Join Jim Sugar for an in-depth discussion in this video The shoot: part 1, part of Shooting with Wireless Flash: Outdoors at Twilight.
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So we came here about three hours ago and we got the permission of the owner of…the pizzaria and we also scouted the location and tried to determine where we…wanted to put the lights.…And we decided that we want to put five lights in place and balance them in such…a way that it appears that there are no lights at all in the photo. That's the drill.…So we're going to put two lights in the inside and three lights on the outside.…And what we have here is we have a Nikon D3S camera and to fire these strobes,…these five strobes, we are using a Nikon SU-800 Trigger.…
It's equivalent to a PocketWizard.…It's also equivalent to the ST-E2 on a Canon system.…The camera is almost incidental to what we are doing.…The drill here, the important detail, is the light and so we are trying to add…light and we are controlling it for distance and for quality and if we can…control for those two things we can make it appear to be invisible,…when in fact the final photograph is going to be highly lit.…
So we've got five Nikon strobes.…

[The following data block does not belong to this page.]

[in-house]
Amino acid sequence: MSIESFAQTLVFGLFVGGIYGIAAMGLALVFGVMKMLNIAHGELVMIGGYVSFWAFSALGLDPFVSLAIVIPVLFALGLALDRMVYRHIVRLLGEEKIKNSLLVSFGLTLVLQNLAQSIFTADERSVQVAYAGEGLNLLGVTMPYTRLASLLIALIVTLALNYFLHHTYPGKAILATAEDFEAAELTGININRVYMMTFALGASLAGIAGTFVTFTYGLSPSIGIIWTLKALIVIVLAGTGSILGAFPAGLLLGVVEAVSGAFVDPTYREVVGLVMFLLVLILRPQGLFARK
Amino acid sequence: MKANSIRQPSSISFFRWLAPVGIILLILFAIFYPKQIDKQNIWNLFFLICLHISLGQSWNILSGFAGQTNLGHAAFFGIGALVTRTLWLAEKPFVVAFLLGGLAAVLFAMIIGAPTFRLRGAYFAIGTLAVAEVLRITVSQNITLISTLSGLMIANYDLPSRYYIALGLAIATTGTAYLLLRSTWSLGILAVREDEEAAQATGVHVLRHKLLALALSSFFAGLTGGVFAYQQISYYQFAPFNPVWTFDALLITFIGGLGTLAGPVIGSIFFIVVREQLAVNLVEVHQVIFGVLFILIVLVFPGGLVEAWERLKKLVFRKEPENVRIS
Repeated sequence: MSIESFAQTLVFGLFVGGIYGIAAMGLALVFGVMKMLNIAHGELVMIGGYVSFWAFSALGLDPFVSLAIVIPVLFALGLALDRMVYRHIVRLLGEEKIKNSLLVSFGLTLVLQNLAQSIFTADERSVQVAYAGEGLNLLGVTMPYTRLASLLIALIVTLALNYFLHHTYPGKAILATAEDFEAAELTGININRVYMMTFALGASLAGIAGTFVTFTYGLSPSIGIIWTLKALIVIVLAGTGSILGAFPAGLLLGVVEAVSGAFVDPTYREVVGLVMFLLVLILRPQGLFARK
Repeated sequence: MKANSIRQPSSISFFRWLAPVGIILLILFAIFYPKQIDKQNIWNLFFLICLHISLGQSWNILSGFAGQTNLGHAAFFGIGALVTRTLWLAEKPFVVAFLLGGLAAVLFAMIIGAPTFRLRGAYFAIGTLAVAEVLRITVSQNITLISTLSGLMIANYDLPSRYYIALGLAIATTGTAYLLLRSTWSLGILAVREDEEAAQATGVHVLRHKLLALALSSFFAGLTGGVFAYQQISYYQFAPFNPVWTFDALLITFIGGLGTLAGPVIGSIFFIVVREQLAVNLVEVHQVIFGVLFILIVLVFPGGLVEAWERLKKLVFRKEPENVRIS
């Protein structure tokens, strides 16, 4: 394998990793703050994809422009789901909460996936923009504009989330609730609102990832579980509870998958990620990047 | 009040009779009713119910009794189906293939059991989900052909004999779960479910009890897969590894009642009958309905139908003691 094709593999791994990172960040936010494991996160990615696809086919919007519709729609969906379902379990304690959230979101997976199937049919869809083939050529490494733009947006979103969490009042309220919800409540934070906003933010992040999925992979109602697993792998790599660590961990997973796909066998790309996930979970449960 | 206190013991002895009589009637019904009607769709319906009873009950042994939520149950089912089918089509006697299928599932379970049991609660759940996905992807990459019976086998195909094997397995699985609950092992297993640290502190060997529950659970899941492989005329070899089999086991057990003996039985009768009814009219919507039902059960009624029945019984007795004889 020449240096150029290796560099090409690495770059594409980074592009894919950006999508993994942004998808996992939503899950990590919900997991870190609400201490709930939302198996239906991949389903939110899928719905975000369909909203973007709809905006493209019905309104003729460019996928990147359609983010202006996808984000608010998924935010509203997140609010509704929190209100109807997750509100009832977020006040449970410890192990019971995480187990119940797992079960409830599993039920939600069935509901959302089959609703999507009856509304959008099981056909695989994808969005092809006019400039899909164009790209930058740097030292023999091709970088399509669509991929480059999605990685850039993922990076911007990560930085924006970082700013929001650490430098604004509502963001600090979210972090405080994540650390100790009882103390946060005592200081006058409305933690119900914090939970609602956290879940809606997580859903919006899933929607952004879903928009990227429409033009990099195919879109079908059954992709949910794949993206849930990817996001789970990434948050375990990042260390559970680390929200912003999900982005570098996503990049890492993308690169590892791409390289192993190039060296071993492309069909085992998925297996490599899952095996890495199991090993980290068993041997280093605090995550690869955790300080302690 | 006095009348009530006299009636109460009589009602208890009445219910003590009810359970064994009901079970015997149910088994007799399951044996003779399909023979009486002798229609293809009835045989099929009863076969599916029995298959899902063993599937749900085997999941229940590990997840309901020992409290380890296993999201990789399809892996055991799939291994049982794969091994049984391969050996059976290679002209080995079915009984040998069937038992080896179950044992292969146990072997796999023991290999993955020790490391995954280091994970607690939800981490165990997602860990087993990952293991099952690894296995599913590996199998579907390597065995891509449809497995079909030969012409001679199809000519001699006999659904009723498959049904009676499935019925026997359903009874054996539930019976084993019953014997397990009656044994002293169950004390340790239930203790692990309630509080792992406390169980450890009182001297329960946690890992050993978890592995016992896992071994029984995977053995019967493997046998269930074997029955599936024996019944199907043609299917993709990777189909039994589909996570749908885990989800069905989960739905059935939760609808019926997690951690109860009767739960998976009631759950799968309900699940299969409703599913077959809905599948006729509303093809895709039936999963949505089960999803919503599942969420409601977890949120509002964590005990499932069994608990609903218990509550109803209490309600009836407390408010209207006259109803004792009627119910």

In this installment, Jim shows how to shoot outdoors during twilight, what photographers refer to as the magic hour. He goes on location to create an exterior photo of a busy pizzeria, employing five wireless strobes strategically placed both inside the building and on its exterior.
His approach to lighting the scene involves balancing all of the scene’s light sources—the twilight from the sky, the interior light of the pizzeria, the existing lights on the outside of the building, and the output of his strobes—in such a way that the final photo doesn’t appear to have any special lighting at all. He demonstrates a variety of inexpensive lighting tools—clamps, gels, and other light modifiers—to accomplish this goal.
Also discussed is the importance of planning and setting up ahead of time to maximize shooting time when the light is waning. The course wraps up with tips on planning for gear, estimating the amount of time available to shoot, shooting in manual mode, and using a camera's histogram to judge exposure.
- Preparing for a shoot
- Using light modifiers, clamps, and other lighting accessories
- Changing the quantity, aim, and color of strobes to balance existing light
- Using twilight calculators to estimate available time
- Manually adjusting aperture and shutter speed
- Composing the shot
- Assessing the results
- Tips to remember for outdoor sessions